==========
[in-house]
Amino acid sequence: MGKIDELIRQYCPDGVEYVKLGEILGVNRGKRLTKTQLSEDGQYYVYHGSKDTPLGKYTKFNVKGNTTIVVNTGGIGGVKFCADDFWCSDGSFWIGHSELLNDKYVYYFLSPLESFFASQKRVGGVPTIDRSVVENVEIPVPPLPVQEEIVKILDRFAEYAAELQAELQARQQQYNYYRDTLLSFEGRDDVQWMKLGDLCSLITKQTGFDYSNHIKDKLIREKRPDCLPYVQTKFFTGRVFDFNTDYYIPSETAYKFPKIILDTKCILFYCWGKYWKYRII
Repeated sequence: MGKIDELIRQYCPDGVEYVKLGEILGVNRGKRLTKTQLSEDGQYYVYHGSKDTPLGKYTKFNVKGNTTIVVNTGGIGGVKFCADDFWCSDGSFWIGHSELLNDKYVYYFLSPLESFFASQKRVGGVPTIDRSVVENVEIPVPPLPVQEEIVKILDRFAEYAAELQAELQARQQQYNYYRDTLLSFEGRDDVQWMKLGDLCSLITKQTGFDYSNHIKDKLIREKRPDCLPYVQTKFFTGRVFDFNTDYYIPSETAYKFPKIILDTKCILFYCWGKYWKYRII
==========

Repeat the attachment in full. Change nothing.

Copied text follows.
[in-house]
Amino acid sequence: MGKIDELIRQYCPDGVEYVKLGEILGVNRGKRLTKTQLSEDGQYYVYHGSKDTPLGKYTKFNVKGNTTIVVNTGGIGGVKFCADDFWCSDGSFWIGHSELLNDKYVYYFLSPLESFFASQKRVGGVPTIDRSVVENVEIPVPPLPVQEEIVKILDRFAEYAAELQAELQARQQQYNYYRDTLLSFEGRDDVQWMKLGDLCSLITKQTGFDYSNHIKDKLIREKRPDCLPYVQTKFFTGRVFDFNTDYYIPSETAYKFPKIILDTKCILFYCWGKYWKYRII
Repeated sequence: MGKIDELIRQYCPDGVEYVKLGEILGVNRGKRLTKTQLSEDGQYYVYHGSKDTPLGKYTKFNVKGNTTIVVNTGGIGGVKFCADDFWCSDGSFWIGHSELLNDKYVYYFLSPLESFFASQKRVGGVPTIDRSVVENVEIPVPPLPVQEEIVKILDRFAEYAAELQAELQARQQQYNYYRDTLLSFEGRDDVQWMKLGDLCSLITKQTGFDYSNHIKDKLIREKRPDCLPYVQTKFFTGRVFDFNTDYYIPSETAYKFPKIILDTKCILFYCWGKYWKYRII